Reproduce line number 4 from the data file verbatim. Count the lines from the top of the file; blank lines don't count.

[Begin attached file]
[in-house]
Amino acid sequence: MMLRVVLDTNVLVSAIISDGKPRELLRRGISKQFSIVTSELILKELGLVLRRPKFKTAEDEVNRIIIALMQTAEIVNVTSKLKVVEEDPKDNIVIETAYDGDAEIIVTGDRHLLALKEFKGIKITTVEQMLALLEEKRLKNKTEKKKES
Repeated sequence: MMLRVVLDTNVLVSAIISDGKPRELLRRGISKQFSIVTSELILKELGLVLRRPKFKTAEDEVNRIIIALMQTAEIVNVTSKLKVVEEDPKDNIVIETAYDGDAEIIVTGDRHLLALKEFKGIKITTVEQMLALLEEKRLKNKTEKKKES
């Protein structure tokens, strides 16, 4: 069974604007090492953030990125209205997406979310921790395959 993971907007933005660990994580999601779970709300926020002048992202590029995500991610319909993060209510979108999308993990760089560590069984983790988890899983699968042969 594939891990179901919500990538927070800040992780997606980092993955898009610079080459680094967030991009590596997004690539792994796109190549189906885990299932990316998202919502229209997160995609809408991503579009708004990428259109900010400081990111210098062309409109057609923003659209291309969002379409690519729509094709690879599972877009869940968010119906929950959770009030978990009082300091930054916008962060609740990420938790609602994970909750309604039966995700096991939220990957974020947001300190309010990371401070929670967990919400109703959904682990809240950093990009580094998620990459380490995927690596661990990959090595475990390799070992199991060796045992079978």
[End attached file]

């Protein structure tokens, strides 16, 4: 069974604007090492953030990125209205997406979310921790395959 993971907007933005660990994580999601779970709300926020002048992202590029995500991610319909993060209510979108999308993990760089560590069984983790988890899983699968042969 594939891990179901919500990538927070800040992780997606980092993955898009610079080459680094967030991009590596997004690539792994796109190549189906885990299932990316998202919502229209997160995609809408991503579009708004990428259109900010400081990111210098062309409109057609923003659209291309969002379409690519729509094709690879599972877009869940968010119906929950959770009030978990009082300091930054916008962060609740990420938790609602994970909750309604039966995700096991939220990957974020947001300190309010990371401070929670967990919400109703959904682990809240950093990009580094998620990459380490995927690596661990990959090595475990390799070992199991060796045992079978």